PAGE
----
Birder's Guide

MAR 2018

Birder's Guide is the American Birding Association's newest publication. Each issue focuses on a key subject, providing tips from experienced birders on a wide variety of topics like Travel, Listing & Taxonomy, Gear, and Conservation & Community.

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Page 35 of 73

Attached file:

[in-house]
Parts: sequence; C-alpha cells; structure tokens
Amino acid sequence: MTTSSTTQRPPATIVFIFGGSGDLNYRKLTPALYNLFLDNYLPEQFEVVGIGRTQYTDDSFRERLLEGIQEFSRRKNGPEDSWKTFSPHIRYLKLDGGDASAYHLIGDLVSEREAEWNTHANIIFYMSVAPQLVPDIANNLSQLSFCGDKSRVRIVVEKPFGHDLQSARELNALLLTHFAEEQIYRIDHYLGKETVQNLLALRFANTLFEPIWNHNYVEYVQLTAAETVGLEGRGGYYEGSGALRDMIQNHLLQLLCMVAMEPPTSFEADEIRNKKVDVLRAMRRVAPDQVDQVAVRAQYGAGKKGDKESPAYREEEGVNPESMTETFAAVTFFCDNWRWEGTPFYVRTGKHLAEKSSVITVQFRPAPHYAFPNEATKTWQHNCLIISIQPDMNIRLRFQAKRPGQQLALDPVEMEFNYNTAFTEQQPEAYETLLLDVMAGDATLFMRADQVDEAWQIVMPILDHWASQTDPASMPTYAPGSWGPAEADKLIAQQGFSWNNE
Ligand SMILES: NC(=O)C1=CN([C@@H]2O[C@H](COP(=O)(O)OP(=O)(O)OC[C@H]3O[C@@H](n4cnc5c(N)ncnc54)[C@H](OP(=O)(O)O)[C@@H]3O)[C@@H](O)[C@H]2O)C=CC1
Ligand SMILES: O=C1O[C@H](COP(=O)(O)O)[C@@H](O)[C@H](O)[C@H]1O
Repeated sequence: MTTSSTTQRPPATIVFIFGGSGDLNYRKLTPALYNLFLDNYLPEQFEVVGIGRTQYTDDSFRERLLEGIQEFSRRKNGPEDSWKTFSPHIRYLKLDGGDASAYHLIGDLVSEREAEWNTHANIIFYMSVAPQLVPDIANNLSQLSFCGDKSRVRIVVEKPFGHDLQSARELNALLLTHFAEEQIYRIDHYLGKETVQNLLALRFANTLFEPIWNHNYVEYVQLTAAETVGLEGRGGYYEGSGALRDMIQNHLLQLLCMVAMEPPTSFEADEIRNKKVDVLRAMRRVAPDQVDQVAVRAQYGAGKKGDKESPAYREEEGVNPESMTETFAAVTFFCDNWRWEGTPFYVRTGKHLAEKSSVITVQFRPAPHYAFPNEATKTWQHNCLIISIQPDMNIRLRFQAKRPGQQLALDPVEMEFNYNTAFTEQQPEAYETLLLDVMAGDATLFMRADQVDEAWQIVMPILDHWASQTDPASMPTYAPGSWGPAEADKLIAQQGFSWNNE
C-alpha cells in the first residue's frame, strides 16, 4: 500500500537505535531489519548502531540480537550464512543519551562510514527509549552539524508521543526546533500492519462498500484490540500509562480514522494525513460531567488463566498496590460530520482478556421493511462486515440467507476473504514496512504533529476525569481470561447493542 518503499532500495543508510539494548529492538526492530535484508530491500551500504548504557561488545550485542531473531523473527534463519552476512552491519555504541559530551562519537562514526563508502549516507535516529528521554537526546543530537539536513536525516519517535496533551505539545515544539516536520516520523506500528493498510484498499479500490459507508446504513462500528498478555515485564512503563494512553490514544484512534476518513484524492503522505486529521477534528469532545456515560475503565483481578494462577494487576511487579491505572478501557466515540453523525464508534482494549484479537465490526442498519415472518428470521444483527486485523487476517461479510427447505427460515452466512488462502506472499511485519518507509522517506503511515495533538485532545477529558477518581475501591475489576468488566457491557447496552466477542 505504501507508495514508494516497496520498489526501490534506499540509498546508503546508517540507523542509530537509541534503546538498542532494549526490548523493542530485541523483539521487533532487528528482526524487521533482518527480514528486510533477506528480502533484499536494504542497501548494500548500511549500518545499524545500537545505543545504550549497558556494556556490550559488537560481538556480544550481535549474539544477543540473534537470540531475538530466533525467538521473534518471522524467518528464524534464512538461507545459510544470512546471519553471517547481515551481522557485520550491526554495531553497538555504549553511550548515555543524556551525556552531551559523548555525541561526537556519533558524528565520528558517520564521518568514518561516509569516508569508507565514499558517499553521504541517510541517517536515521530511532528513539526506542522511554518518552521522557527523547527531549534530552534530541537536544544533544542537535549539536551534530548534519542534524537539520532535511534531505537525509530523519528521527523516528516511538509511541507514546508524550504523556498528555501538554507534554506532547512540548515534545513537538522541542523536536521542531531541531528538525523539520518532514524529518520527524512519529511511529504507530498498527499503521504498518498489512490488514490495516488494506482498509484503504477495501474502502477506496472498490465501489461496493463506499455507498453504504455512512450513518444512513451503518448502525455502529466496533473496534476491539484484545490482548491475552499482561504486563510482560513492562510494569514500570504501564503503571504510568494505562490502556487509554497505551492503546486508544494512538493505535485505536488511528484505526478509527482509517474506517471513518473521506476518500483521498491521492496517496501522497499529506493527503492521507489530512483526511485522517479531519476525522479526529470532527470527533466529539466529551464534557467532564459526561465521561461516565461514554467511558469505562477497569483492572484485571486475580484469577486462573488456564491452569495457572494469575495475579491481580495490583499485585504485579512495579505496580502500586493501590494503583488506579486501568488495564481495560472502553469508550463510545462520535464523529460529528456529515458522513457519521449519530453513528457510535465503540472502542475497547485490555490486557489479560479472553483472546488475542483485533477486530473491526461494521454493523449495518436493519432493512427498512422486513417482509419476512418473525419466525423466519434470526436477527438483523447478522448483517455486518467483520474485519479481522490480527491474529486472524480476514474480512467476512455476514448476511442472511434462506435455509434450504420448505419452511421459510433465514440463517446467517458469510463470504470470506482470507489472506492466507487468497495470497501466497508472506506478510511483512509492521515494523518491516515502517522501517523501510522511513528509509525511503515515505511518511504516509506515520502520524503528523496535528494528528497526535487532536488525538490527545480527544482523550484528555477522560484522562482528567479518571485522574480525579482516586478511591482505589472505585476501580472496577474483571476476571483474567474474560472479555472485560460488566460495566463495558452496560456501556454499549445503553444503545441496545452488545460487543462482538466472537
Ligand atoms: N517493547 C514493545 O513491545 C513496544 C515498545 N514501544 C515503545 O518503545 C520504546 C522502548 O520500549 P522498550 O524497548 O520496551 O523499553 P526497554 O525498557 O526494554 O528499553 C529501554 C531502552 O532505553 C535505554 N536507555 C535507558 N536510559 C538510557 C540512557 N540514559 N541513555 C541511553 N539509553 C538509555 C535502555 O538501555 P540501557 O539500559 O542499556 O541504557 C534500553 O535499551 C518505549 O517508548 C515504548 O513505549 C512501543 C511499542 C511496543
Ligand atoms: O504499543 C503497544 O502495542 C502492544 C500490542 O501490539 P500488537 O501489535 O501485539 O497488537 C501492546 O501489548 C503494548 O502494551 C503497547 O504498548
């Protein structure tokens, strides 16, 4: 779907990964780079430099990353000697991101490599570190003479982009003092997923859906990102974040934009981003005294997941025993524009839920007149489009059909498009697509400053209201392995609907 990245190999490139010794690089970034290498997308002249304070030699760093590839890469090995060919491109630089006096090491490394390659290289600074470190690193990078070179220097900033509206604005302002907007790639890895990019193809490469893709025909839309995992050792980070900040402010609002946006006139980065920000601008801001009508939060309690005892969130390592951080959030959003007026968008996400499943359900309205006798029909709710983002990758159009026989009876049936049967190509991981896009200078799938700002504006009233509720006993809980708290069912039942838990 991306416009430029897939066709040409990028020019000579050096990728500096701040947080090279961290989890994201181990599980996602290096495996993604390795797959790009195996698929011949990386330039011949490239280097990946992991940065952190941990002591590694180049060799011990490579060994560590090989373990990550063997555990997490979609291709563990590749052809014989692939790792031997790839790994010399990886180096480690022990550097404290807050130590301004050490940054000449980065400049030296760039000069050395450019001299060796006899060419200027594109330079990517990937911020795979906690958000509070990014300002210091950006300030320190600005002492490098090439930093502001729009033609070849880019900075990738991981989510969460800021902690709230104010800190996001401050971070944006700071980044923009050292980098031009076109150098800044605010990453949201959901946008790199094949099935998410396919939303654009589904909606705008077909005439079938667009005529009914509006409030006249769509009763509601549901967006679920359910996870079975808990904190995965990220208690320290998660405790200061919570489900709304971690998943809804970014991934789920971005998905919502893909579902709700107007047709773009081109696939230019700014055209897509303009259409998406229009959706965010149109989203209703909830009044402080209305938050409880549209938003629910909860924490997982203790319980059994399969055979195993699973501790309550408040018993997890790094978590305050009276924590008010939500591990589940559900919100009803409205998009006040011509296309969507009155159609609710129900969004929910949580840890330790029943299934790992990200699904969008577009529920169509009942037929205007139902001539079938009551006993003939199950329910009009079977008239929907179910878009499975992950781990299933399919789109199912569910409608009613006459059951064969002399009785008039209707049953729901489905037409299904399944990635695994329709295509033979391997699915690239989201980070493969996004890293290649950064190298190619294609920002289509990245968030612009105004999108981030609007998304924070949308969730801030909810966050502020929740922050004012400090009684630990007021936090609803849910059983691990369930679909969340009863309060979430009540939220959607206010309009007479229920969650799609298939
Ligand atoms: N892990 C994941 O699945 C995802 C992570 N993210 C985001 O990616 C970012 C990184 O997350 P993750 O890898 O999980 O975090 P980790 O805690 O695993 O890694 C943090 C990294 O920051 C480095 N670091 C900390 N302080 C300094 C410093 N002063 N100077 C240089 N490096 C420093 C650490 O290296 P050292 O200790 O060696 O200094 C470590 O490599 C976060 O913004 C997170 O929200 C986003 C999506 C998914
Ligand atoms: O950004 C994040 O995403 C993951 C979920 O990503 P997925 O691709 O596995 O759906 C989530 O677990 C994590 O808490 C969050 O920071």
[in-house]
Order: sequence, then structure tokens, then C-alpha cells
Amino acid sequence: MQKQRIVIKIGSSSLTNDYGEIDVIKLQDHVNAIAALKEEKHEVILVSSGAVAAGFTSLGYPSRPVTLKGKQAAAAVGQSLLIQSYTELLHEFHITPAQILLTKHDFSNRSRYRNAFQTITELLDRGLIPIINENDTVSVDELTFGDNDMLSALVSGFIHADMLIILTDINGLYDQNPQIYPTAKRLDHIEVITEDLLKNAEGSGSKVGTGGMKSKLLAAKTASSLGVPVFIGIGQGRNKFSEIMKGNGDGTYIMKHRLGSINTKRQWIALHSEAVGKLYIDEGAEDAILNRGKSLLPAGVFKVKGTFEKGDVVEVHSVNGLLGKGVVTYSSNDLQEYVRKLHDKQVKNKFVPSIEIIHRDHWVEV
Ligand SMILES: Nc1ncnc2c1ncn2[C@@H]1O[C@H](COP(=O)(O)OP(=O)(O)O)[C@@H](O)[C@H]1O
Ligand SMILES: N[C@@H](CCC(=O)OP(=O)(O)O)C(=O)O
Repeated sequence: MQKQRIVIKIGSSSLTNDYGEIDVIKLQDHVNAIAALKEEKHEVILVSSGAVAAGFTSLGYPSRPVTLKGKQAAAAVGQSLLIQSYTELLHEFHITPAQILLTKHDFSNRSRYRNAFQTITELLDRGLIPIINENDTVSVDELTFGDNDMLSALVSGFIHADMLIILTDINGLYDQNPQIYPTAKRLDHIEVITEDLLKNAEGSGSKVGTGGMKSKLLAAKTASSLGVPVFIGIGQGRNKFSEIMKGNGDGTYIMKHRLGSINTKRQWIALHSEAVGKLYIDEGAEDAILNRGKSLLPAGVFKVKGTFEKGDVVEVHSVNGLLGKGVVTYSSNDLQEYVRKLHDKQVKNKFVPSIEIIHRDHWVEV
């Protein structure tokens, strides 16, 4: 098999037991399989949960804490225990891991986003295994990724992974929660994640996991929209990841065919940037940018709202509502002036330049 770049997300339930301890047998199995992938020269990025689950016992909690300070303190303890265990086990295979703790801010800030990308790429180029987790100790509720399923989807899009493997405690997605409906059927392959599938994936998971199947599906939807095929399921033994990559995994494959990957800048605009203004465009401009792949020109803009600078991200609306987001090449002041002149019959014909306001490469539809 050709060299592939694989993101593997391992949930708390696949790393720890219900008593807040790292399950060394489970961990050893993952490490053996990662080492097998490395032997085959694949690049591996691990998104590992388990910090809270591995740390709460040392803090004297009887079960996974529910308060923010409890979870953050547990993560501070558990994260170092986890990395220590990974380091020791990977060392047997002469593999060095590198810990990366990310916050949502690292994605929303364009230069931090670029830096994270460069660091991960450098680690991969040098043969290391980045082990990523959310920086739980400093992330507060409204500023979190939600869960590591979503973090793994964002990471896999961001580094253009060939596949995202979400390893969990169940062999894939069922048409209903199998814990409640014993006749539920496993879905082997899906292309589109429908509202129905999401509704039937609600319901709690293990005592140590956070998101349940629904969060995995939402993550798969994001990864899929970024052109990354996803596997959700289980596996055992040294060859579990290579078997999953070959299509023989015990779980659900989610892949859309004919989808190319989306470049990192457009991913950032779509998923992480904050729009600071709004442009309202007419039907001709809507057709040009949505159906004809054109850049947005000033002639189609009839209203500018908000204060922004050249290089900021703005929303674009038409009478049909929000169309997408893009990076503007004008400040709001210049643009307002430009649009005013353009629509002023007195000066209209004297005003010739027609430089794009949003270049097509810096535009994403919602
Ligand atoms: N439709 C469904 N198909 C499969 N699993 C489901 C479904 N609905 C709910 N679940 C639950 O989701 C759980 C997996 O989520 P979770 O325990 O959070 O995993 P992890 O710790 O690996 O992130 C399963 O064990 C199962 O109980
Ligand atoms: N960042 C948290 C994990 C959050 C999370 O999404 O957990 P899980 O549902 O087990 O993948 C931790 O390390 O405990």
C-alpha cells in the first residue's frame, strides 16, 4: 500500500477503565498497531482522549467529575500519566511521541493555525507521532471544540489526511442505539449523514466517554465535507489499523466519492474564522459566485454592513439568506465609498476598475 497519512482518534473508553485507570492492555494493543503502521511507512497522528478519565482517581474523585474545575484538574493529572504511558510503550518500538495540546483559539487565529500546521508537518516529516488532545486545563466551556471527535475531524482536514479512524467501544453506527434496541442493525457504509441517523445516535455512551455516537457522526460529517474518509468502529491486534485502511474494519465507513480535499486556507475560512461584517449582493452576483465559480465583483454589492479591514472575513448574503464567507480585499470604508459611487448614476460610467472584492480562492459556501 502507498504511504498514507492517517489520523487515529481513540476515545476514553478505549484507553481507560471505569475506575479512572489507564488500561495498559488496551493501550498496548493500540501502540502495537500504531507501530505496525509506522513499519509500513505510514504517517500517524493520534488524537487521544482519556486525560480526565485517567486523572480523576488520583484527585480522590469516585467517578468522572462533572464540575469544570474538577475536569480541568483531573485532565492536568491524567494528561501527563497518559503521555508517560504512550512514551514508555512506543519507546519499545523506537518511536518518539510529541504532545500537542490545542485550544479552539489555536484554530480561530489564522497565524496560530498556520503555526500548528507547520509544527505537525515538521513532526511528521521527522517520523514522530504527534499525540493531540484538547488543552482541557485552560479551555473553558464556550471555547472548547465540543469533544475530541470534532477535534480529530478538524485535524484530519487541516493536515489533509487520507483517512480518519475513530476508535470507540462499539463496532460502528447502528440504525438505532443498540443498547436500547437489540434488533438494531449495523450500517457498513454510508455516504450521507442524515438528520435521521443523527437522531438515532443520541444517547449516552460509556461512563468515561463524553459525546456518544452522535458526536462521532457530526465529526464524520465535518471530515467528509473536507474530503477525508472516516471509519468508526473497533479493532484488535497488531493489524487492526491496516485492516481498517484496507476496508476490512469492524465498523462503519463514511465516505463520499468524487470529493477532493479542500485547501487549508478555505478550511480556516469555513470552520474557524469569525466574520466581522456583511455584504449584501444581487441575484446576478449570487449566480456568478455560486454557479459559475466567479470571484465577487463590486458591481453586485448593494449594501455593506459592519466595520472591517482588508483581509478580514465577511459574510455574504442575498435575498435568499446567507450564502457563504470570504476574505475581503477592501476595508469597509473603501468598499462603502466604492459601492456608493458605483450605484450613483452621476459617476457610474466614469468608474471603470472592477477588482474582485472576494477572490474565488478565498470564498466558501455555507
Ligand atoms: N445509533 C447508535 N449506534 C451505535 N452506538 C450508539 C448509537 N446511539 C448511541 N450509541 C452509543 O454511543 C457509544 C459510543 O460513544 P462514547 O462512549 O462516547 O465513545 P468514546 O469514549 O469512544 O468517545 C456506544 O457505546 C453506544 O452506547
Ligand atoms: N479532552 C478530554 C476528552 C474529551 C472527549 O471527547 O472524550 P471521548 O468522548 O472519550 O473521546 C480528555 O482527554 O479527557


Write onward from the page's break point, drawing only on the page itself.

Jamaica Bay After Central Park, Jamaica Bay Wildlife Refuge is probably the most well-known birding location in New York City. Most of the trails at the refuge lie in Queens, so the refuge itself is not addressed in this article. However, much of Jamaica Bay lies in Brooklyn, and several birding sites are accessible along the west side of the bay (one of which, Floyd Bennett Field, is discussed above). One very interesting new development — occurring just as this article was headed to press — was the proposal for a new 400-acre state park on the site of two capped landfills along the Jamaica Bay shoreline. This is a double-edged sword. Right now, these capped landfills contain very good open land habitat, but there is no public access (it is birded once a year during the Christmas Bird Count). If this park is established, it will open public access to a huge swath of habitat in a very geographically interesting area, but the landscaping inherent in the design of a park targeted for the use of all residents in a city of 8 million may also dramatically reduce the size of useful native habitat for wildlife. Hendrix Creek | The discharge of warm water from a wastewater plant makes this perhaps the best spot around for winter duck diversity ("Eurasian" Green-winged Teal has been seen in the teal flock here), as well as Wilson's Snipe. The good edge habitat and the warm microclimate allow insectivorous passerines—including Black-throated Green, Blackpoll, and Yellow warblers; Northern Parula; and other "half- hardies"—to persist much later into the fall and winter than they otherwise would. As for regionally scarcer species, the creek has hosted Prothonotary Warbler in the spring and Clay- colored Sparrow in the fall. Given how infrequently the site is birded, this is surely just the tip of the iceberg. Paerdegat Basin | The saltmarsh edges can be good for Ammodramus sparrows or Marsh Wrens, the coastal scrub can be great for passerines in late fall and winter, and there are new parks opening to the public over the next couple years along its eastern and western flanks that should be fruitful for sparrows in the fall. This is also a consistent spot for Barn Owl, though there is no known nest site in the immediate vicinity. Accessing the basin from Bergen Avenue on the south side is the best bet, though the seldomly-birded habitat on the north side of the creek, along Paerdegat Ave., is quite good. Canarsie Pier | The pier offers a good vantage point for the bay and a decent spot to scan for Red-necked Grebe within the masses of Horned Grebes in the fall and winter, when there is also typically a roving troop of Fish Crows nearby. There have been two "Bro Geese" (Brant x Snow Goose hybrids) wintering in the area for the past decade or so, often just east of the pier; this is a fine place to scan the neighboring landfills for raptors such as Northern Harrier and the occasional Rough-legged Hawk. It is very easy to access by car, as the pier itself is a parking lot and a popular spot for fishing. Canarsie Park | This rejuvenated park just east of Paerdegat Basin features an impressive variety of habitats jammed into a small area. Prothonotary Warbler, Birding Brooklyn 34 Birder's Guide to Travel | April 2018

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